0.636

fg16

–0.291

–0.329

–0.508

–0.551

–0.528

–0.513

–0.144

–0.754

 

–0.446

–0.201

–0.356

–0.332

–0.441

–0.389

–0.139

–0.576

fs1

–0.252

–0.507

–0.668

–0.559

–0.405

–0.603

–0.228

–0.369

 

-0.475

–0.629

–0.626

–0.578

–0.438

–0.656

0.029

–0.470

fs11

–0.056

–0.568

–0.569

–0.693

–0.328

–0.530

–0.127

–0.339

 

–0.335

–0.63

–0.549

–0.629

–0.303

–0.656

0.078

–0.469

fs12

–0.254

–0.343

–0.602

–0.486

–0.352

–0.409

–0.210

–0.159

 

–0.504

–0.534

–0.510

–0.512

–0.087

–0.403

0.013

–0.284

Rows correspond to features and columns to problems

Predicting students’ knowledge level

To predict students’ knowledge levels, we generated regression models from subsets of consecutive problems in a training session in order to understand after how many problems the prediction of students’ knowledge level is best. The models were generated not only based on all the available features, but also on subsets of features corresponding to the three major categories of features: Time-on-Task, Generative, and Pedagogy/Scaffolding. All the models were generated using the Backward method in SPSS, so as to be able to find the r value corresponding to the highest adjusted r square value and the lowest degrees of freedom (fewest predictors). It is important to note that in the fully-adaptive condition the models were generated separately for the four groups of students corresponding to the four knowledge levels.

The results in Tables 5 and 6 indicate that after only four problems, the explained variance is comparable to the best case, which is obtained using the first 6 out of the eight tasks. Scaffolding-related features as a group seem to do better, which is very informative and expected in a tutorial context as opposed to non-instructional, general dialogues. Tables 7 and 8 present results for dialogues from the fully-adaptive condition. Similar to the results obtained from the micro-adaptive-only condition, the scaffolding features as a group do best. Interestingly, in this case after only two problems the correlation coefficient r is quite high. In a way, this is a validation that the problem selection strategy does a good job at selecting most appropriate problems for each of the four knowledge groups. We know that the problems were appropriately selected because the learning gains for students in the macro-adaptive condition were significantly higher than for students in the micro-adaptive-only condition (the focus of another paper).
Table 5

r (top) and adjusted r square (bottom) values for cumulative sub-dialogues in the micro-adaptive condition and the pre-test

 

1

1–2

1–3

1–4

1–5

1–6

1–7

1–8

All

0.735

.706

.726

.819

.814

.878

.860

.871

 

0.451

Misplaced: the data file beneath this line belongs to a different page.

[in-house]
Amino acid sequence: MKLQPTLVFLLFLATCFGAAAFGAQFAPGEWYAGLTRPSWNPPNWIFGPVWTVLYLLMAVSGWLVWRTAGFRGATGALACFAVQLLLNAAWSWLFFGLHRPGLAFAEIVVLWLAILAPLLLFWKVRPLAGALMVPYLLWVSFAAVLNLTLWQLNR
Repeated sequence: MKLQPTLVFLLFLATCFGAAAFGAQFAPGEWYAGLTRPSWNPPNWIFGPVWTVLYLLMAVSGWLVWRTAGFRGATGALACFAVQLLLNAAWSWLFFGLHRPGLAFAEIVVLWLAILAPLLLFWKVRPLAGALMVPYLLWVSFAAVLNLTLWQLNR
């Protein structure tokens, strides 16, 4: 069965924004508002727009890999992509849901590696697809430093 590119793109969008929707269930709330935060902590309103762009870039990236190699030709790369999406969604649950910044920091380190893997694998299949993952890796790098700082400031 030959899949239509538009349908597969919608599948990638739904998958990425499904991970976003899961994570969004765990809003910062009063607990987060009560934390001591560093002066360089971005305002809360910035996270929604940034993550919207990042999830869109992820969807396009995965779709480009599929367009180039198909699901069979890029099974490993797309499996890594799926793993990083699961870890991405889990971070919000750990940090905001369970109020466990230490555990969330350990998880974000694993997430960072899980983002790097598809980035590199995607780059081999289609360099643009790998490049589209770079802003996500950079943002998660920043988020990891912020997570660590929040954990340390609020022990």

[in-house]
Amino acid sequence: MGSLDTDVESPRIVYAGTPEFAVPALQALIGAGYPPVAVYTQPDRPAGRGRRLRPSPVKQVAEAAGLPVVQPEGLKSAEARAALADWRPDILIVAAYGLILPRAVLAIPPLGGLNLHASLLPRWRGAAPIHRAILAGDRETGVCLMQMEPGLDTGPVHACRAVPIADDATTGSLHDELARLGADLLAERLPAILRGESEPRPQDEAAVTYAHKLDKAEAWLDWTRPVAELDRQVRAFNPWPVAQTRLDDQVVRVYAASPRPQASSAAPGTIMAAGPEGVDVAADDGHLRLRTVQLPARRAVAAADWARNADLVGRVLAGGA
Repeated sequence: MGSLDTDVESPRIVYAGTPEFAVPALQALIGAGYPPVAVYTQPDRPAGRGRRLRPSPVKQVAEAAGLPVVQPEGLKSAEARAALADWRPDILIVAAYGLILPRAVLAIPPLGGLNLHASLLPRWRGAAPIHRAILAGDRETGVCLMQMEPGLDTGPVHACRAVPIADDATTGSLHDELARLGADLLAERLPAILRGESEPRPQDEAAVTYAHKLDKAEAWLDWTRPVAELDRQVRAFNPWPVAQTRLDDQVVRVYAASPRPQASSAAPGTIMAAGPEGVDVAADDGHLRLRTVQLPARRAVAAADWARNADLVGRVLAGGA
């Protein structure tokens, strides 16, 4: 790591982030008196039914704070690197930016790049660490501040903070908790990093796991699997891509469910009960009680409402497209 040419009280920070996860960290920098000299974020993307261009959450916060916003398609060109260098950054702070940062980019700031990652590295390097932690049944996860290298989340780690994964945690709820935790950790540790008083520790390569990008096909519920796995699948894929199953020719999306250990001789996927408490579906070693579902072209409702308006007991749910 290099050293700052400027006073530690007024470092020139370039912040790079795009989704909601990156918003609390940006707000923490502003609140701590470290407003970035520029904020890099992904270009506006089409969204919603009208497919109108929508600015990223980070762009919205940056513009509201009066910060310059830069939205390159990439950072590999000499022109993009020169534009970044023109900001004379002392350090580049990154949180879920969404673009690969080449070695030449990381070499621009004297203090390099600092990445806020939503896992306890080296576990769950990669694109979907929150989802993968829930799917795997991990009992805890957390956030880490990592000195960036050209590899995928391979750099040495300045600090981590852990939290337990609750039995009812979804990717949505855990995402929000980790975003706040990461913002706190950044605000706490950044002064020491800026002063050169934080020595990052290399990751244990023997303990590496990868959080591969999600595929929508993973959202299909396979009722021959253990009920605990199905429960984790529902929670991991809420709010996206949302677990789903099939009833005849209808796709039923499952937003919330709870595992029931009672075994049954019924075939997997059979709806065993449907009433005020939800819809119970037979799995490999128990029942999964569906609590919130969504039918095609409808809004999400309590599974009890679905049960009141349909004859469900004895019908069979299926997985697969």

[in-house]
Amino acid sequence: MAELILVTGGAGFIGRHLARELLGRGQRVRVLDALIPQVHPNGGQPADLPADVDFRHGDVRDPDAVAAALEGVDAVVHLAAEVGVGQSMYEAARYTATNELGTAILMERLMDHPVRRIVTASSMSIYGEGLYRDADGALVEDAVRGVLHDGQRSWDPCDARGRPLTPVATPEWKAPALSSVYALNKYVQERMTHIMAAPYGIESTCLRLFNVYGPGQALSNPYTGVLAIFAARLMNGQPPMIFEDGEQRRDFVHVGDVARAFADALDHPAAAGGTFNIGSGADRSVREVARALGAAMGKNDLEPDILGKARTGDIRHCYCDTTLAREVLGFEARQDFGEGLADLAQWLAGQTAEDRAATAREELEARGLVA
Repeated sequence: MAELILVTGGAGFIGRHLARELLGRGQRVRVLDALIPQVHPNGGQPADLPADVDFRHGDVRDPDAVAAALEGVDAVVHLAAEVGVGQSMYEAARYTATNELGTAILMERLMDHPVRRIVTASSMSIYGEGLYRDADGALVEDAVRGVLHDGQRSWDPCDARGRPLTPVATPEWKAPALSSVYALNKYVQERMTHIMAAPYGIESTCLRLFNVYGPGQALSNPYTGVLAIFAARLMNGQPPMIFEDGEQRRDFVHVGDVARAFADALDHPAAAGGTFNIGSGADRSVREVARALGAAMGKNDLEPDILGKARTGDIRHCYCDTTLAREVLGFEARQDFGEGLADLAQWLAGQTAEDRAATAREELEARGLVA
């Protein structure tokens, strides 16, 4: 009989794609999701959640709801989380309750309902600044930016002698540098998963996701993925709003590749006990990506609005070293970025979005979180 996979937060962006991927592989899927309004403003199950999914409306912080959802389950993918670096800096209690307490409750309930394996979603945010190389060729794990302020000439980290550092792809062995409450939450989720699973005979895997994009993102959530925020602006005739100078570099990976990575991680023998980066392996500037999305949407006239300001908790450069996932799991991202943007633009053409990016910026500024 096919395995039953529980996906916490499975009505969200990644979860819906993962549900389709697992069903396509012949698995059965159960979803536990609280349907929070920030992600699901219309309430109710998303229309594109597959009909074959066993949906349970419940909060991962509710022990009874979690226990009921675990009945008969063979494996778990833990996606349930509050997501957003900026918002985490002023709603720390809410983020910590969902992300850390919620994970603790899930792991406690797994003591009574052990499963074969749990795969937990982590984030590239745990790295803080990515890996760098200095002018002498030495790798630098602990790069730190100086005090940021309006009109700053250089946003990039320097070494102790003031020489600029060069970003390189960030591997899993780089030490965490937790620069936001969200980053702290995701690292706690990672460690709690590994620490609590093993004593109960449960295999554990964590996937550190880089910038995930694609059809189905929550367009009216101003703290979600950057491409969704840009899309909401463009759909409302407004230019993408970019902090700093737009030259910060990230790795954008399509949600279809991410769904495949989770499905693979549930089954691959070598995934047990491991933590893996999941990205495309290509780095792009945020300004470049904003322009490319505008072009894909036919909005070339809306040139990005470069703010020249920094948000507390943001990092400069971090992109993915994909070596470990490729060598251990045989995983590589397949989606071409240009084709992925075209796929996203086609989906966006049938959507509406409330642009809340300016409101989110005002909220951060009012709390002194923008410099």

.426

.458

.600

.589

.693

.669

.678

Time

0.462

.618

.654

.692

.706

.712

.733

.709

 

0.193

.358

.406

.436

.465

.481

.507

.483

Gen

0.606

.616

.668

.679

.724

.739

.763

.762

 

0.265

.329

.374

.408

.456

.495

.528

.520

Scaf

0.593

.587

.599

.647

.603

.615

.603

.607

 

0.289

.310

.306

.343

.302

.308

.311

.317

Table 6

r (top) and adjusted r square (bottom) values for cumulative sub-dialogues in the micro-adaptive-only condition and the pre-test-FM

 

1

1–2

1–3

1–4

1–5

1–6

1–7

1–8

All

0.725

.677

.713

.840

.791

.878

.857

.861

 

0.449

.405

.438

.611

.552

.693

.667

.681

Time

0.510

.600

.613

.665

.677

.698

.690

.689

 

0.260

.335

.360

.404

.422

.452

.448

.454

Gen

0.606

.578

.616

.685

.698

.722

.750

.745

 

0.265

.279

.338

.392

.421

.459

.492

.497

Scaf

0.561

.569

.573

.625

.586

.578

.576

.577

 

0.259

.278

.273

.322

.249

.279

.287

.288

Table 7

r (top) and adjusted r square (bottom) values for cumulative sub-dialogues in the fully-adaptive condition and the pre-test

 

1

1–2

1–3

1–4

1–5

1–6

1–7

1–8

All

.820

.910

.949

.930

.922

.935

.936

.924

 

.589

.764

.833

.812

.788

.802

.839

.811

Time

.566

.723

.837

.847

.841

.823

.882

.865

 

.290

.509

.677

.701

.684

.652

.752

.724

Gen

.782

.862

.904

.906

.896

.850

.909

.884

 

.530

.671

.771

.791

.774

.675

.807

.749

Scaf

.709

.662

.838

.769

.754

.752

.782

.804

 

.472

.394

.679

.552

.511

.508

.574

.606

Table 8

r (top) and adjusted r square (bottom) values for cumulative sub-dialogues in the fully-adaptive condition and the pre-test-FM

All

.811

.862

.865

.856

.896

.878

.889

.875

 

.562

.638

.667

.639

.696

.663

.716

.633

Time

.441

.622

.739

.738

.725

.689

.778

.707

 

.158

.349

.510

.510

.489

.434

.560

.452

Gen

.699

.808

.837

.810

.792

.781

.849

.811

 

.431

.572

.631

.592

.556

.544

.662

.585

Scaf

.686

.495

.702

.663

.657

.668

.705

.661

 

.446

.211

.444

.355

.357

.374

.432

.394

Conclusions and future work

We explored in this article models to predict students’ prior knowledge based on features characterizing the dialogue-based interaction between a computer-based tutor and a learner. This work was part of our greater goal to move towards non-intrusive assessment methods that would allow learners to focus on the major task, e.g. solving problems or playing a game, and improve their learning experience by eliminating test axieties and tiring effects.

Our results are quite promising with respect to moving towards a world in which learners focus on instruction with no explicit testing. Indeed, our linear regression models based on a number of interaction features yielded in the best cases an r= 0.949 and adjusted r-square = 0.833. This best result was obtained when developing prediction models using the data from the fully-adaptive ITS. This is expected because in the fully-adaptive case the models were more specialized, i.e. we derived prediction models for each of the four student knowledge levels: low knowledge, medium-low knowledge, medium-high knowledge, and high-knowledge. It should be noted that the best results for the prediction model derived from the micro-adaptive-only ITS data were very good too: r= 0.878 and r-square = 0.693. Furthemore, scaffolding features seemed to be the most predictive as a group, as somehow anticipated in a tutorial context, followed by content-generation features.